Tuesday, May 06, 2014

Dumpster diving in East Nashville.

"Honey, could I ask you to do something for me?" These are dangerous words which are often spoken by my wife. I can't say "no you can't ask me to do something" because then I am not even entertaining the request, but if I say "absolutely" then there will always be that blurred line of whether I simply agreed to be asked to do something or if I actually agreed to do whatever she was going to request. I believe this is a trick that many wives know and use. Men need to be more aware of this smooth way to manipulate, not that we can do anything about it - but I think knowing that you are being manipulated is better than not knowing. 

When I have an opportunity to spend the day with my wife, I generally jump at it. It is rare that we are able to run around together without the kids. It feels good to be a couple doing what couples do. Kelly came with me to work (dropping things off and picking things up) this week and it was great to have her with me. We added in a lunch with new friends and it shaped up to be a great day. I will say though, it could have easily been a forgotten day but then Kelly got that look in her eye (not that look... Unfortunately). As we passed a dumpster I saw her eye catch some furniture that had been thrown out. I knew immediately "the ask" was coming. I made a comment about what great chairs they were, internally dreading that Kelly would want to take home these six chairs. In the time she took to say, "I wonder why anyone would throw those out", I realized I was being given a chance to turn what would normally be a nice, but forgettable, day into a happy memory that we could share. Hopping on top of the dumpster I dropped in warning Kelly that I may emerge with a disease. The look on Kelly's face sealed the deal - this would be a happy day remembered because I went dumpster diving in Eaat Nashville for her without being asked.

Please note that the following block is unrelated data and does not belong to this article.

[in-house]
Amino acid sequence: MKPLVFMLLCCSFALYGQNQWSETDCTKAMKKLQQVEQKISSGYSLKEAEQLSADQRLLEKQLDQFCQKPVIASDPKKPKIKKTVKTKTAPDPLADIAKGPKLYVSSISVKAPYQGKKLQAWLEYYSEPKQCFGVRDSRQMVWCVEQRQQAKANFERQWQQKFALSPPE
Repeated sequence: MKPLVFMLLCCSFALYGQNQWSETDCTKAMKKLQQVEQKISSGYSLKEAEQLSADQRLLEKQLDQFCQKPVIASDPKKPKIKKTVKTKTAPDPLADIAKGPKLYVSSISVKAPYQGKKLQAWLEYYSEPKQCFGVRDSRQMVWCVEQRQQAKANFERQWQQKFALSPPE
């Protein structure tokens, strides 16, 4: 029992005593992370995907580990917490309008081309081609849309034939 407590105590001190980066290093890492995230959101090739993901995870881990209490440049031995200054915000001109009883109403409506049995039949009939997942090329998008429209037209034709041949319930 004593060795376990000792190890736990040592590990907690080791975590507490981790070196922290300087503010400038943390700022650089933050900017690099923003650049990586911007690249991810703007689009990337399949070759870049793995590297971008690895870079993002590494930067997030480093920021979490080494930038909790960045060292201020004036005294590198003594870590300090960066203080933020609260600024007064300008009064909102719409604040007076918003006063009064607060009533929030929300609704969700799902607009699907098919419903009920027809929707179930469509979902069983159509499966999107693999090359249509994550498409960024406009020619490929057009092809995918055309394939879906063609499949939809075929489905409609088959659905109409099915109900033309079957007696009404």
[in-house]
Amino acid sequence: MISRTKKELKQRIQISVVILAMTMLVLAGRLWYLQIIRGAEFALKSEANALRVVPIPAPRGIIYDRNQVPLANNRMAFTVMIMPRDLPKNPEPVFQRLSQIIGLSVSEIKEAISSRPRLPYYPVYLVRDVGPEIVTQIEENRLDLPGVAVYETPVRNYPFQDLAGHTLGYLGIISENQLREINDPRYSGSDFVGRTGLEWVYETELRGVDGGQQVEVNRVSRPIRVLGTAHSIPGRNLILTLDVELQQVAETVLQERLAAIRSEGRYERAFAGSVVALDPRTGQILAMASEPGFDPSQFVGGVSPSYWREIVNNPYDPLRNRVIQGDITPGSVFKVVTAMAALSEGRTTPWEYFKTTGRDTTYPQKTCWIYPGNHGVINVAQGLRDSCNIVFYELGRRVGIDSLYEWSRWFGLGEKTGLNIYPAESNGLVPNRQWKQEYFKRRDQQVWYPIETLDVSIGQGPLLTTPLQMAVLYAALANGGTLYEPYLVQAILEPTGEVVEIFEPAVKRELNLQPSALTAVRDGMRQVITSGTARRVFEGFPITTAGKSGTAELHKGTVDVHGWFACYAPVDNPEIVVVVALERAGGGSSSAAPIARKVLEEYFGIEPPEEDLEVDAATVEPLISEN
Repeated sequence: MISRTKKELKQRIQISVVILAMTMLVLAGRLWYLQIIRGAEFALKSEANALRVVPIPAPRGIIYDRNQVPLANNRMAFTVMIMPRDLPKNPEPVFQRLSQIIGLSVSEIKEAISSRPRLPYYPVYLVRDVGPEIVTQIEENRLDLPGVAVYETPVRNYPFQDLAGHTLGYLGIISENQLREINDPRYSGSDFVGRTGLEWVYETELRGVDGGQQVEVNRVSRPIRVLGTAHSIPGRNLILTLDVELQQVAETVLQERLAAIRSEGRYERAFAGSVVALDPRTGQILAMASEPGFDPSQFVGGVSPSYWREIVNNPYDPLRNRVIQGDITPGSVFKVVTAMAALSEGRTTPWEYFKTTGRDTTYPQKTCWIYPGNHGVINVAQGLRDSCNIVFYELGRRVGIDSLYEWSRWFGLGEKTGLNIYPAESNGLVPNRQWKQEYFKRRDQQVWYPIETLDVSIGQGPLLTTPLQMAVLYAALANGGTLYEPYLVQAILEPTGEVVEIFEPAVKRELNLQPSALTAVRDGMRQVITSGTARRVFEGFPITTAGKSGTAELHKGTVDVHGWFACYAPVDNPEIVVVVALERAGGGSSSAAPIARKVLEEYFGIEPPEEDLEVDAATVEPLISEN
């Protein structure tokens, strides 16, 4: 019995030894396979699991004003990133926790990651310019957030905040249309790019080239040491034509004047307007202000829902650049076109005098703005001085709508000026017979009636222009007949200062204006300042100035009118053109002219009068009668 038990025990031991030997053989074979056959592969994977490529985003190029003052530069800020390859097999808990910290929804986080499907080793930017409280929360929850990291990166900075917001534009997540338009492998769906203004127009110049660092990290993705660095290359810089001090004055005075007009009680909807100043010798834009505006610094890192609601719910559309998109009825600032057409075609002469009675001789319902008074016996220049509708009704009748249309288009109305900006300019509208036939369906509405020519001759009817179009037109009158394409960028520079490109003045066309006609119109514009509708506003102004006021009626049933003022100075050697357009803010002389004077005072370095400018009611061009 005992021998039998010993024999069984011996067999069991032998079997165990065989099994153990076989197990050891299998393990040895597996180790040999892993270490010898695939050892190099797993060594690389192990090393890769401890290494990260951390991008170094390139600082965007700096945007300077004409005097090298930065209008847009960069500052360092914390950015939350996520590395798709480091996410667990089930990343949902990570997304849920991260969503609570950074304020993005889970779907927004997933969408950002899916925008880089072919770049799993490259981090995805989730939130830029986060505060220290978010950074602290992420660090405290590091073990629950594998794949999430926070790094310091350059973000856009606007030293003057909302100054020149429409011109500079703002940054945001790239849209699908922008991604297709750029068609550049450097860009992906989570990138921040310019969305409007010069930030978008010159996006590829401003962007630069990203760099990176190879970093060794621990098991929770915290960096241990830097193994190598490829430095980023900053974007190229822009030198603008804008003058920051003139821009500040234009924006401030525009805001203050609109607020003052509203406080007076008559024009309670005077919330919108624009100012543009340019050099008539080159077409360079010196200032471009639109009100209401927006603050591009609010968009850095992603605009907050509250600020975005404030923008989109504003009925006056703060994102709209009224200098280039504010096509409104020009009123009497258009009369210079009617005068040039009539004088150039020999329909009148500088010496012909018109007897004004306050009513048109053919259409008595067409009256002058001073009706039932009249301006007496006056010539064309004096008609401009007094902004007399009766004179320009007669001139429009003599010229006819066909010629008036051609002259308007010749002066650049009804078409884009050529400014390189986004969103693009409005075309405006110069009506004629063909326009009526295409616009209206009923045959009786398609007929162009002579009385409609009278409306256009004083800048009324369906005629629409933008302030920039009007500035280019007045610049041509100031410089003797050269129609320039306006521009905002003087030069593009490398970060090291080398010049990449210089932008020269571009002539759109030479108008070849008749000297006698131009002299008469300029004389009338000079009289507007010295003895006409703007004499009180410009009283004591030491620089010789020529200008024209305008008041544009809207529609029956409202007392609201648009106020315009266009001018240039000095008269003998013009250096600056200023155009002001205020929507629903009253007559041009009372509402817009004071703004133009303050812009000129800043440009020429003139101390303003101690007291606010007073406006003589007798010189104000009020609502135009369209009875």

Sometimes we need to do the work required to write a story into our lives that is filled with happy memorable moments. Too often we settle for "okay" and "forgettable" in our lives because "memorable" just seems like too much work. When we think about our family we need to be intentional in creating memorable moments that we can hold onto as we grow. Hard, bad, torturous, arguing, crying, sad days will come - it is these memorable moments that will remain and help us to hold on. Unforgettable, happy moments are more times than not, intentional. Whether planned far in advance or not - we remember when we make an intentional decision to experience something. I hope I will always be willing to jump into a dumpster, travel with the kids to Kelly's work, and buy a car on eBay half a country away. These are the things that become unforgettable because the work developed a happy memory we don't want to forget. 

What can you do to make intentional memorable moments:
Coach your child's ball team?
Plant a garden with your wife?
Road trip with your husband to your favorite team's away game?
Volunteer as a chaperone for your child's field trip?
Work the overtime and buy your wife those tickets to Las Vegas? 
Initiate a dumpster dive for 6 bright orange chairs?

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